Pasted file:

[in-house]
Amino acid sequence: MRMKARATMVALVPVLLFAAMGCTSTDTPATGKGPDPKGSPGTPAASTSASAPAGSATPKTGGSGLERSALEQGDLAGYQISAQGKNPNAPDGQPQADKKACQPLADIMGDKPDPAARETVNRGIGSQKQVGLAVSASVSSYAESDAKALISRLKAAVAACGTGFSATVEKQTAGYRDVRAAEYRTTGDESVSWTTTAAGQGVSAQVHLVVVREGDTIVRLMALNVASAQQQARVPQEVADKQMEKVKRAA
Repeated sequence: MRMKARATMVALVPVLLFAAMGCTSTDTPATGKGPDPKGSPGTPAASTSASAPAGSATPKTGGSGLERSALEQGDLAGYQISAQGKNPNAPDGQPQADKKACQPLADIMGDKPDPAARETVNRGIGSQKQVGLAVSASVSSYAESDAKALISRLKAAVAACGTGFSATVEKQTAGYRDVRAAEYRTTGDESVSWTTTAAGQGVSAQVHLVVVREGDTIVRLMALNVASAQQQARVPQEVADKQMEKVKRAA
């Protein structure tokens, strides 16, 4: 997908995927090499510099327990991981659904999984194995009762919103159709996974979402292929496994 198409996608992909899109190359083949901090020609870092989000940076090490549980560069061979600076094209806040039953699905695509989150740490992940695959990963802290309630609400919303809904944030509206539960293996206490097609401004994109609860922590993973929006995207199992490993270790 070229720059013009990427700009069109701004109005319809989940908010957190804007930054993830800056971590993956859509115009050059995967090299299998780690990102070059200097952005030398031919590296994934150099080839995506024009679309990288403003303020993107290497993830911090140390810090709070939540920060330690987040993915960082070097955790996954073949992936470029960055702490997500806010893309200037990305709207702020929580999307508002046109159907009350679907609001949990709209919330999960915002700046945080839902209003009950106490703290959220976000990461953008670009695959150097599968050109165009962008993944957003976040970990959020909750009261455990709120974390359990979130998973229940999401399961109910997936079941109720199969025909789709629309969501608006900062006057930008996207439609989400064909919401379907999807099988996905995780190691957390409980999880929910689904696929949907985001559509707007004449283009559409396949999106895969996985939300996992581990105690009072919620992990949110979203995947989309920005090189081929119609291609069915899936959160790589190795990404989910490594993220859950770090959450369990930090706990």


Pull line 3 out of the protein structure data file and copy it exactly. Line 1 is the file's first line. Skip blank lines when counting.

Repeated sequence: MRMKARATMVALVPVLLFAAMGCTSTDTPATGKGPDPKGSPGTPAASTSASAPAGSATPKTGGSGLERSALEQGDLAGYQISAQGKNPNAPDGQPQADKKACQPLADIMGDKPDPAARETVNRGIGSQKQVGLAVSASVSSYAESDAKALISRLKAAVAACGTGFSATVEKQTAGYRDVRAAEYRTTGDESVSWTTTAAGQGVSAQVHLVVVREGDTIVRLMALNVASAQQQARVPQEVADKQMEKVKRAA